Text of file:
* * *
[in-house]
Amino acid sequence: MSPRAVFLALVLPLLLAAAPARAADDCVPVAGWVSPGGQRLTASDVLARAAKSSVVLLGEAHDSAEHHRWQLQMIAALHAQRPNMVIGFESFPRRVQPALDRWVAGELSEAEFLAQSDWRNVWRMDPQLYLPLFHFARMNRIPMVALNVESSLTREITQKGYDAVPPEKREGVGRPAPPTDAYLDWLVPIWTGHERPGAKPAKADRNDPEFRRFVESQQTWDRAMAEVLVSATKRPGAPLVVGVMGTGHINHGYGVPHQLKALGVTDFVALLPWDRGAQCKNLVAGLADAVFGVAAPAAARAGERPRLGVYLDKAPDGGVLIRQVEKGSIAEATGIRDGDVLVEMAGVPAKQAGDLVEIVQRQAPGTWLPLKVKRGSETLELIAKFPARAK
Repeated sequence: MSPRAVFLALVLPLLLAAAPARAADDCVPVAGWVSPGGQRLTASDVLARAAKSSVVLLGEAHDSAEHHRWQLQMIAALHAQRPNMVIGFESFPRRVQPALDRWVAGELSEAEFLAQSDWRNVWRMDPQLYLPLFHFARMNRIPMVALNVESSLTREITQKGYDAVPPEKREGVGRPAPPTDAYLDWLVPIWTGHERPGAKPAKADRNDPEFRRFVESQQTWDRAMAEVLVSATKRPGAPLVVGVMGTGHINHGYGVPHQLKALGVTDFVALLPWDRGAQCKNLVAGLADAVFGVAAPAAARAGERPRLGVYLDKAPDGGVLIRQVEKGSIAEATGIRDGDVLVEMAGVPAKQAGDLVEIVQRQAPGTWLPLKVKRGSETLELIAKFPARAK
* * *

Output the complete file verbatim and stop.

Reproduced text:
[in-house]
Amino acid sequence: MSPRAVFLALVLPLLLAAAPARAADDCVPVAGWVSPGGQRLTASDVLARAAKSSVVLLGEAHDSAEHHRWQLQMIAALHAQRPNMVIGFESFPRRVQPALDRWVAGELSEAEFLAQSDWRNVWRMDPQLYLPLFHFARMNRIPMVALNVESSLTREITQKGYDAVPPEKREGVGRPAPPTDAYLDWLVPIWTGHERPGAKPAKADRNDPEFRRFVESQQTWDRAMAEVLVSATKRPGAPLVVGVMGTGHINHGYGVPHQLKALGVTDFVALLPWDRGAQCKNLVAGLADAVFGVAAPAAARAGERPRLGVYLDKAPDGGVLIRQVEKGSIAEATGIRDGDVLVEMAGVPAKQAGDLVEIVQRQAPGTWLPLKVKRGSETLELIAKFPARAK
Repeated sequence: MSPRAVFLALVLPLLLAAAPARAADDCVPVAGWVSPGGQRLTASDVLARAAKSSVVLLGEAHDSAEHHRWQLQMIAALHAQRPNMVIGFESFPRRVQPALDRWVAGELSEAEFLAQSDWRNVWRMDPQLYLPLFHFARMNRIPMVALNVESSLTREITQKGYDAVPPEKREGVGRPAPPTDAYLDWLVPIWTGHERPGAKPAKADRNDPEFRRFVESQQTWDRAMAEVLVSATKRPGAPLVVGVMGTGHINHGYGVPHQLKALGVTDFVALLPWDRGAQCKNLVAGLADAVFGVAAPAAARAGERPRLGVYLDKAPDGGVLIRQVEKGSIAEATGIRDGDVLVEMAGVPAKQAGDLVEIVQRQAPGTWLPLKVKRGSETLELIAKFPARAK